Those immortal words every woman dreams to hear.
‘To a working farm in Cornwall, where you can see the milking and get up close to and smell the dung,’ he continued.
Not the words every woman dreams to hear.
All the same it sounded like a good idea. Nothing like experiencing the real thing now is there? So on the Friday morning we left our builders with their tea and doughnuts (oh yes the builders and the extension are a whole other blog) and began our drive down to Cornwall. I learnt it was down from a very irritated Andrew after I had mentioned to a few people that we were going up to Cornwall to stay on a farm. Up or down I can’t see as it matters but it seems it certainly does. Of course we had forgotten it was the school holidays and the traffic was a nightmare and the service stations were completely packed. You know the kind of thing. You revert to a Cornish pasty from the van outside because the queues are unbearable and the loos look like they have been raided and all that was worth stealing was toilet roll. There isn’t a roll to be found for neither love nor money. I found myself sitting on the loo with hand dryers going like no tomorrow frantically searching for just the smallest piece of tissue in my bag. I was desperate and finally rummaged to the bottom to find something (I’m not telling you what, but it did what was needed)
And so we continue and finally arrive at the farm where the sheep dog Molly greets me with a leap up my trousers. It has been pouring with rain in Cornwall. Everywhere is muddy and so is Molly and now so are my trousers.
‘Good boy,’ I say good-naturedly.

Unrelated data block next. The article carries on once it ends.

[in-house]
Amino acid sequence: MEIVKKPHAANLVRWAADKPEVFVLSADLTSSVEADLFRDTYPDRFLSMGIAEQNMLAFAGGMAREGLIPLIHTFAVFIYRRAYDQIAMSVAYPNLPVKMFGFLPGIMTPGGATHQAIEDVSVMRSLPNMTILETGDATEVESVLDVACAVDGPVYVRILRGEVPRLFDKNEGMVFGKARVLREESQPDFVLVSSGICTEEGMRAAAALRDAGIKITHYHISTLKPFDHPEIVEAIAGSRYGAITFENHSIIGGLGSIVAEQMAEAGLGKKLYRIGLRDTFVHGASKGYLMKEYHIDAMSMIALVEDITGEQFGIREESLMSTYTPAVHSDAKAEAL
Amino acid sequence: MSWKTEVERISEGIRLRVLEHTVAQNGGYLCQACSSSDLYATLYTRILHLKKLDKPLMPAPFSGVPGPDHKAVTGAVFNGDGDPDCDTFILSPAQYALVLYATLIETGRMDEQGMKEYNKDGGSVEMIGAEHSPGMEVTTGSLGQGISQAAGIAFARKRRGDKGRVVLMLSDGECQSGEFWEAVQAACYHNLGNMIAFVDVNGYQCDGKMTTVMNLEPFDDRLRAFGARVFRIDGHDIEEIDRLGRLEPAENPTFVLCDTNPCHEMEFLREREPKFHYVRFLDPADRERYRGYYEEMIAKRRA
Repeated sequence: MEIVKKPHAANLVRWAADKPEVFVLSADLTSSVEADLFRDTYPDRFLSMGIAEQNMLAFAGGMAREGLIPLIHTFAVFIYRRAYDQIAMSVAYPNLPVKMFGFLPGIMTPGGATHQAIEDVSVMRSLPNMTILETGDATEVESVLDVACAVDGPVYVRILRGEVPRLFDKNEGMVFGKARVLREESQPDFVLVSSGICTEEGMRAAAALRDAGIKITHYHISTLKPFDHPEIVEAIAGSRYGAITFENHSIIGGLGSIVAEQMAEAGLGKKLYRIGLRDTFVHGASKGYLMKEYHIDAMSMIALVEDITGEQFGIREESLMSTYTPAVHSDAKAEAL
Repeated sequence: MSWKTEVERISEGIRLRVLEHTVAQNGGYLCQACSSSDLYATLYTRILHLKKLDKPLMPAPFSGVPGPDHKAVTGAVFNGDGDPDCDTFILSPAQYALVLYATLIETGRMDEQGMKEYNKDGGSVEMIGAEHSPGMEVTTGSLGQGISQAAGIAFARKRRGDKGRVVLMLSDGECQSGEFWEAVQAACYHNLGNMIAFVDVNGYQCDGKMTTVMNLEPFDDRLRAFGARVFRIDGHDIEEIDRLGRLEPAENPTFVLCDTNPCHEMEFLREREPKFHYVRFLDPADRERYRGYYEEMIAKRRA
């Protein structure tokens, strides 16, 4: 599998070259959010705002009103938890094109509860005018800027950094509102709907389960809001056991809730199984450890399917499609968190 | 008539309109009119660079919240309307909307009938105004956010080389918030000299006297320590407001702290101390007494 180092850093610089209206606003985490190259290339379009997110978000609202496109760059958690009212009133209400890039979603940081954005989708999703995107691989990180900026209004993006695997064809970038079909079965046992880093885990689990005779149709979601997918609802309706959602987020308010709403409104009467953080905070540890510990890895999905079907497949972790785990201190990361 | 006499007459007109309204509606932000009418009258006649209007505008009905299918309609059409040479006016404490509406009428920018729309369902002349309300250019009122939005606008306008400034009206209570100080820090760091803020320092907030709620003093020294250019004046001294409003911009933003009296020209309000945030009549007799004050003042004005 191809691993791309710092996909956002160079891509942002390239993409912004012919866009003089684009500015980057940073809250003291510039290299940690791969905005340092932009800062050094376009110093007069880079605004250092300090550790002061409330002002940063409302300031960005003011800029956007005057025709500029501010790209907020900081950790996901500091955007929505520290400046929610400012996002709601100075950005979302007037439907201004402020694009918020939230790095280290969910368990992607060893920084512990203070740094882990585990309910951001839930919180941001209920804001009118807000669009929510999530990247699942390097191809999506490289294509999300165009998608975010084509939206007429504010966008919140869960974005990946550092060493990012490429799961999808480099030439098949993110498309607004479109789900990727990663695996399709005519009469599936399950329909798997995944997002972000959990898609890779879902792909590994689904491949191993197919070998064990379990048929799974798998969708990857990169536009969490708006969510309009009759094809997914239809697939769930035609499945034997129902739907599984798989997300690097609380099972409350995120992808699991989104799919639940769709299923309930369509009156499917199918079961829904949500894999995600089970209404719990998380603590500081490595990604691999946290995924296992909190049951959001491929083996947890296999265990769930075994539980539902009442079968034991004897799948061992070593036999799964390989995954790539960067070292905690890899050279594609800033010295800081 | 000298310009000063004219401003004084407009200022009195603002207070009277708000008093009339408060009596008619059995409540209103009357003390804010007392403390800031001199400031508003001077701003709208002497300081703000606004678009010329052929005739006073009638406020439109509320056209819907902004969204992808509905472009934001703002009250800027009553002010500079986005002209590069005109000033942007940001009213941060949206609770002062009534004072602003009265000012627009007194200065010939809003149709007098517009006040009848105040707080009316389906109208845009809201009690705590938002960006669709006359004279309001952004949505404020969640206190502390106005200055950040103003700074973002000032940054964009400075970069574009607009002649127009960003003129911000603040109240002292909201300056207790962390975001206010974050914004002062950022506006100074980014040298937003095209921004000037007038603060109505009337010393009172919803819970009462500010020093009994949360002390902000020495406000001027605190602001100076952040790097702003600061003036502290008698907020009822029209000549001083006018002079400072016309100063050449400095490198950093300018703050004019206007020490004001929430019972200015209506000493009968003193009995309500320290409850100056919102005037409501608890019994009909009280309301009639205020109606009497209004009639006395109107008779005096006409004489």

‘I think you mean good girl don’t you?’ asks Andrew. ‘Especially with a name like Molly.’

Molly

Okay, so I’m a bit tired. But Molly didn’t seem bothered. In fact she jumped all over me again in gratitude.
We are shown to our room with a promise of a farm tour the next day.
It rained all night and all the next day. But a farm tour I got, or more a tour of mud and dung.
Pearl, our lovely B&B lady told us to wear our old clothes. For her that was an old boiler suit. For me it was the only rain mac I possessed and my wellingtons over an old pair of leggings. I’m not a country girl remember. Andrew however looked well at ease in his old jeans, wellies and jacket.
Well, I cannot begin to tell you. I was the one with the camera which seemed a little unfair as even in my Wellington’s I am gingerly moving through the mud while trying to snap away. Pearl and Andrew forge ahead while I am slurping my way through muddy fields and several times almost went head first in the mud to comments of,
‘You okay with the mud there? From Pearl before she surged ahead.
And from Andrew,
‘You’re okay you’ve got your Wellington’s on.’
Andrew with Pearl. Looking sexy indeed. Andrew that is.

This isn’t mud this is quicksand. Even Molly is no help. She just keeps pawing me for more strokes. Talk about me, me me.